Toronto continues to be lit up by a popular 3D sign stationed at Nathan Phillips Square.

3D sign in Nathan Phillips Square continues to draw a crowd

The popular interactive, illuminated sign was created to celebrate the 2015 Pan Am Games

The 3D Toronto sign at Nathan Phillips Square continues to shine brightly even with the winter months are on the horizon.

The sign — which spells Toronto — was created to celebrate the 2015 Pan Am and Parapan Am Games. It remains a special attraction for locals and visitors, even as they start bundling up in their Canada Goose jackets to snap photos in front of the letters.

Fun facts about the 3D Toronto sign

– The sign weighs approximately 20,300 lbs.
– Each letter weighs approximately 300 lbs.
– Each letter can switch to approximately 228 different colours and is controlled by Wi-Fi
– All letters are 10 feet tall
– The sign is 74 feet long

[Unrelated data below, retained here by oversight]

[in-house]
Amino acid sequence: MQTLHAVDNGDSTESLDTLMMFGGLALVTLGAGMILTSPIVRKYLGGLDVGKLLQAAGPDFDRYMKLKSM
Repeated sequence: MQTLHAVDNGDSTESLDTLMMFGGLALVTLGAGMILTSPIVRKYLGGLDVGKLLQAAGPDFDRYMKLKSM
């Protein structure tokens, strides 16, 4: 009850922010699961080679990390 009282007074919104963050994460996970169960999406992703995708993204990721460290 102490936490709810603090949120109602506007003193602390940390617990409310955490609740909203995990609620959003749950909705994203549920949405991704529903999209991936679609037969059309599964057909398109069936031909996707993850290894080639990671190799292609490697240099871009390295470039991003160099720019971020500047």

“The lights are really bright so it’s really eye catching,” said enthusiast Samantha Tacata, who was climbing the letters and taking pictures with three of her friends.

Tacata said the sign is a great way for visitors to remember the city through photographs.

“It’s a really good place for tourists … because the CN Tower isn’t free right? So they can come here and enjoy Toronto.”

The sign changes colours every few minutes and also represents various news happenings, the most recent being the Nov. 13 terrorist attacks in Paris.

It also paid tribute to Remembrance day.

The sign has become a popular tourist attraction, says Jackie DeSouza, director of strategic communications with the City of Toronto.

“We think it’s a great thing for the city,” she says. “And certainly when we had the Blue Jays playoff run, we had it in the colours of the blue for the Blue Jays, and people really loved it and supported it.”

We think it’s a great thing for the city to help promote the city and certainly when we had the Blue Jays playoff run we had it in the colours of the blue for the Blue Jays and people really loved it and supported it

—Jackie DeSouza, director of strategic communications with the City of Toronto

The sign won’t be going anywhere soon.

“The goal is to keep it there until the end of next year and then after that, there needs to be a review of the cost and all of that and how long we can actually keep it there,” DeSouza said.